Neuropsychiatry & Cognition
Many neurological movement disorders are accompanied by cognitive and psychiatric symptoms. For Parkinson’s disease, this has been known for a while. In recent years, interest in the non-motor symptoms of other movement disorders is growing. In the UMCG, we study the non-motor symptoms of several movement disorders.
For Parkinson’s disease, there is the DUPARC (Dutch Parkinson and Cognition Study) project on mild cognitive impairment, studying the relationship between cognitive deterioration and cholinergic and dopaminergic neuro-degeneration. The TOLEDO study, an international study into apomorphine treatment in Parkinson’s, is also studying non-motor symptoms.
Dystonia patients often have trouble with social skills and experience psychiatric problems such as compulsive disorders and symptoms of depression and anxiety. The question is: are these symptoms part of the disease or do they result from the burden of disease? In dystonia patients, we are investigating social cognition – an umbrella term for the skills that are needed to be able to adapt behaviour to social situations. We are researching whether psychiatric conditions are part of the disease in patients with various types of dystonia, by examining neurotransmitters such as serotonin and dopamine through blood tests, PET (positron emission tomography) scans, etc. In early-onset dystonia, it is not clear yet which non-motor symptoms occur. An on going study is investigating cognitive functioning and psychiatric symptoms in children and young adults with dystonia.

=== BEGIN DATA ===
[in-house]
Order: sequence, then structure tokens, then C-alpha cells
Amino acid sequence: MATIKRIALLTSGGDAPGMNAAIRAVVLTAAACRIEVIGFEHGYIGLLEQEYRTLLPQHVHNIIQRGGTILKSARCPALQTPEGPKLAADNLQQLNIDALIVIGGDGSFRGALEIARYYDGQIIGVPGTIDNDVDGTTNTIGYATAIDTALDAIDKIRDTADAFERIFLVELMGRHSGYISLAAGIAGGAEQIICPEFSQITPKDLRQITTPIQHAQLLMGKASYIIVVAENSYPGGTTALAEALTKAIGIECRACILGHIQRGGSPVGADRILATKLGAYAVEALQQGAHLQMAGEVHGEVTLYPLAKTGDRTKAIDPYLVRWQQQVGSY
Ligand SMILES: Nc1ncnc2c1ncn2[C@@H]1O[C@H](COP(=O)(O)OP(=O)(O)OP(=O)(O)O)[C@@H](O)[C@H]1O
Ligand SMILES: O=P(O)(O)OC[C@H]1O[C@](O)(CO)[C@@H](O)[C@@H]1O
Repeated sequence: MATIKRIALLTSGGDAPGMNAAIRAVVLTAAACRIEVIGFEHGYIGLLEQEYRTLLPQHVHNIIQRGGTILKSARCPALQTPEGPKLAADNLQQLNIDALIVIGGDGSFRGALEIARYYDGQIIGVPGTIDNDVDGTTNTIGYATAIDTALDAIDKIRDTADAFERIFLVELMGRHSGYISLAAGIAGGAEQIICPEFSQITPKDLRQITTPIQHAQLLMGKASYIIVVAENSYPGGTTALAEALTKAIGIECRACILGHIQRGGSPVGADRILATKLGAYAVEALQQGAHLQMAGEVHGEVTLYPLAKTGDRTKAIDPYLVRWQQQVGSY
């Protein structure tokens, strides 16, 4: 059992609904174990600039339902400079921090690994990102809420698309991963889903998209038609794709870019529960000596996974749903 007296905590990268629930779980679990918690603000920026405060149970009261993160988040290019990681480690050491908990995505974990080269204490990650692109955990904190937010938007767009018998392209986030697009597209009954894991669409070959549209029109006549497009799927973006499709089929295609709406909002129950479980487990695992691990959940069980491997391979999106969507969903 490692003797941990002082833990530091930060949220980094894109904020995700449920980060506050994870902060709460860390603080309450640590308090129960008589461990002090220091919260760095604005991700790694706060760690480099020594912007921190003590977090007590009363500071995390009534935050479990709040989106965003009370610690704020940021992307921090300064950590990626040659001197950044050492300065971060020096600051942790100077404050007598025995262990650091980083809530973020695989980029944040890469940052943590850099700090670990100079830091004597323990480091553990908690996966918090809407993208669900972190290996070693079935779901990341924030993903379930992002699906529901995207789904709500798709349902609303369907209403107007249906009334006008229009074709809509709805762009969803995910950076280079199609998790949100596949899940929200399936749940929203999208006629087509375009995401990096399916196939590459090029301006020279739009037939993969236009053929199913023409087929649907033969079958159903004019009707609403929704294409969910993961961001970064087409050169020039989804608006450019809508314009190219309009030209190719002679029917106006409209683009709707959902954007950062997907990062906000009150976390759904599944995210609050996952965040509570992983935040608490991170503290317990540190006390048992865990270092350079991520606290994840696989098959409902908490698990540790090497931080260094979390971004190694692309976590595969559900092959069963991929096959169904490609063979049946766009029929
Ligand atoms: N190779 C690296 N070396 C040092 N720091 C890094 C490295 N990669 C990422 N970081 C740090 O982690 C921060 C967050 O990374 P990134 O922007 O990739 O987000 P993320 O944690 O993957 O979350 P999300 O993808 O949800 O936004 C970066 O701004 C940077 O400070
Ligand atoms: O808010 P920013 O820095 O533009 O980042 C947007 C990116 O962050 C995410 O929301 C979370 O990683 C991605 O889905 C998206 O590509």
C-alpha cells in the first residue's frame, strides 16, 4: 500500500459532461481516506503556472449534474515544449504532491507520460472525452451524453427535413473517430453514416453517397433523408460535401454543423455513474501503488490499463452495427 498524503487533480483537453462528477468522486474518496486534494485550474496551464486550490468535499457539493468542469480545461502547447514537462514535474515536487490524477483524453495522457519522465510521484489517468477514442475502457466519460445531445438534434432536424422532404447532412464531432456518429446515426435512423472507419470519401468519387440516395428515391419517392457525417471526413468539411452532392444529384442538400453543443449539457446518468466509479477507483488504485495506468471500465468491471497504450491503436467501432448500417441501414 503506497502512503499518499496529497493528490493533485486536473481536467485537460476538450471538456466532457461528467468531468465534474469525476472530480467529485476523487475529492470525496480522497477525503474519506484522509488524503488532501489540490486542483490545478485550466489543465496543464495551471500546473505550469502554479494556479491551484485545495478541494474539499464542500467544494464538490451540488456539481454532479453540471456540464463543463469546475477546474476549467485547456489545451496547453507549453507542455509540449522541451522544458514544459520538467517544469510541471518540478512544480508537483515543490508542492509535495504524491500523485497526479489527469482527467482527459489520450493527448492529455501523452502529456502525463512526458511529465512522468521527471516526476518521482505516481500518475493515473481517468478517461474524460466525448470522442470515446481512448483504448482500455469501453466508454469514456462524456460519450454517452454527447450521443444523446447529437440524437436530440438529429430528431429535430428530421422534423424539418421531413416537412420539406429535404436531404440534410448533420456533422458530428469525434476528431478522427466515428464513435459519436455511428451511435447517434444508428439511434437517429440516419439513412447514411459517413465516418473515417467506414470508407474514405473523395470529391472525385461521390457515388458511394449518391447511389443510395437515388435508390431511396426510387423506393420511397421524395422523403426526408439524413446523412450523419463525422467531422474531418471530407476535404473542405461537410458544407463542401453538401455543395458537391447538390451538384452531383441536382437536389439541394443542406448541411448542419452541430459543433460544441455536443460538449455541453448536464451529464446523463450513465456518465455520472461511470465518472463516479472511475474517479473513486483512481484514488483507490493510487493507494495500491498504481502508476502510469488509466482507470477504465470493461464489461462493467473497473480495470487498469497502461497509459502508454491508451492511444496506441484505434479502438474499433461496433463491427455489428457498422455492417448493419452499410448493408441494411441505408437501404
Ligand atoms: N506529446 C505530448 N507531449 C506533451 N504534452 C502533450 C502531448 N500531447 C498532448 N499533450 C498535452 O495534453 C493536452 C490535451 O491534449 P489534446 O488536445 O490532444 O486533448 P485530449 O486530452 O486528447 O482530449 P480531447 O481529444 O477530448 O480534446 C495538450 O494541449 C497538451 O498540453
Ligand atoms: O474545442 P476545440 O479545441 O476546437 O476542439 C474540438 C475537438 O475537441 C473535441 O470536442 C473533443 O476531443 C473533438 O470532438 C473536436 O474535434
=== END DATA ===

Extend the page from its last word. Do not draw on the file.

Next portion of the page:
In the field of functional movement disorders, we focus on mechanisms and diagnostics, using journals, clinical neurophysiological examinations and fMRI. In addition, on going therapeutic research is looking into the effect of educational and self-help websites.
NB: some of the pages we link to below are in Dutch.